Journal cover Journal topic
Biogeosciences An interactive open-access journal of the European Geosciences Union
Journal topic
Volume 11, issue 19
Biogeosciences, 11, 5637-5655, 2014
https://doi.org/10.5194/bg-11-5637-2014
© Author(s) 2014. This work is distributed under
the Creative Commons Attribution 3.0 License.
Biogeosciences, 11, 5637-5655, 2014
https://doi.org/10.5194/bg-11-5637-2014
© Author(s) 2014. This work is distributed under
the Creative Commons Attribution 3.0 License.

Research article 14 Oct 2014

Research article | 14 Oct 2014

Transport of branched tetraether lipids from the Tagus River basin to the coastal ocean of the Portuguese margin: consequences for the interpretation of the MBT'/CBT paleothermometer

C. Zell1, J.-H. Kim1, M. Balsinha2, D. Dorhout1, C. Fernandes2, M. Baas1, and J. S. Sinninghe Damsté1 C. Zell et al.
  • 1NIOZ Royal Netherlands Institute for Sea Research, Department of Marine Organic Biogeochemistry, P.O. Box 59, 1790 AB Den Burg, the Netherlands
  • 2Marine Geology Division, Portuguese Hydrographic Institute, Lisbon, Portugal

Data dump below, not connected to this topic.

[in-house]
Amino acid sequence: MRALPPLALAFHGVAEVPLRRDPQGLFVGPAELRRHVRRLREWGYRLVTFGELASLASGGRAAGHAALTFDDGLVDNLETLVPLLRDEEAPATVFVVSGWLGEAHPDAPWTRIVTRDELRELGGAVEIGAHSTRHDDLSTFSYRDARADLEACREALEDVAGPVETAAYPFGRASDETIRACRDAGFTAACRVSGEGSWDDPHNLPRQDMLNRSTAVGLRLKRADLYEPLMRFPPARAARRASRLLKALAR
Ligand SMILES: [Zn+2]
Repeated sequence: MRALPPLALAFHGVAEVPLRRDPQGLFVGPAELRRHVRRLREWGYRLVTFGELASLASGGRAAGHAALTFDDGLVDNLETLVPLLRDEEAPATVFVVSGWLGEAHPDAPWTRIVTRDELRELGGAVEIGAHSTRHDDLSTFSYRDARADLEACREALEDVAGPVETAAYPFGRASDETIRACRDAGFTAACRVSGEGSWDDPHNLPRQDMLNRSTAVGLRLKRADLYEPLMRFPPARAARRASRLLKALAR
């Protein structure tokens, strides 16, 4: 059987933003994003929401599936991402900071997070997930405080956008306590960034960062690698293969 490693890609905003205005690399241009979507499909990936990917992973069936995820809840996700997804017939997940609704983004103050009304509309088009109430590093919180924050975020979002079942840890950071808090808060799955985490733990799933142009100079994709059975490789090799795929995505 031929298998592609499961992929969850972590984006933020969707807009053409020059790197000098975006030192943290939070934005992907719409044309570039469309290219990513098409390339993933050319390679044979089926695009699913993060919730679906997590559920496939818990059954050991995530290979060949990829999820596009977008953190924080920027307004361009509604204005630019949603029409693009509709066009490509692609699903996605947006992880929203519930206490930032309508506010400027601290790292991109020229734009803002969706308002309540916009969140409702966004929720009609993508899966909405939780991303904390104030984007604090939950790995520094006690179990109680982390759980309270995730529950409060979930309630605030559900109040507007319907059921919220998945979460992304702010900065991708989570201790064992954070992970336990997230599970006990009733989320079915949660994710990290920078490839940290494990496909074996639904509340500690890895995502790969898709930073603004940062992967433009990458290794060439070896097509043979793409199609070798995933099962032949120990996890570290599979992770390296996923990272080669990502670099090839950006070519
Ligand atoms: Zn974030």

Abstract. Branched glycerol dialkyl glycerol tetraethers (brGDGTs), which are thought to be transported from soil to marine sediment by rivers, have been used to reconstruct the mean annual air temperature (MAAT) and soil pH of the drainage basin using the methylation index of branched tetraethers (MBT, recently refined as MBT') and cyclization index of branched tetraethers (CBT) from coastal marine sediment records. In this study, we trace the brGDGTs from source to sink in the Tagus River basin, the longest river system on the Iberian Peninsula, by determining their concentration and distribution in soils, river suspended particulate matter (SPM), riverbank sediments, marine SPM, and marine surface sediments. The concentrations of brGDGTs in river SPM were substantially higher and their distributions were different compared to those of the drainage basin soils. This indicates that brGDGTs are mainly produced in the river itself. In the marine environment, the brGDGT concentrations rapidly decreased with increasing distance from the Tagus estuary. At the same time, the brGDGT distributions in marine sediments also changed, indicating that marine in situ production also takes place. These results show that there are various problems that complicate the use of the MBT'/CBT for paleoreconstructions using coastal marine sediments in the vicinity of a river. However, if the majority of brGDGTs are produced in the river, it might be possible to reconstruct the environmental (temperature and pH) conditions of the river water using appropriate aquatic calibrations, provided that marine core locations are chosen in such a way that the brGDGTs in their sediments are predominantly derived from riverine in situ production.

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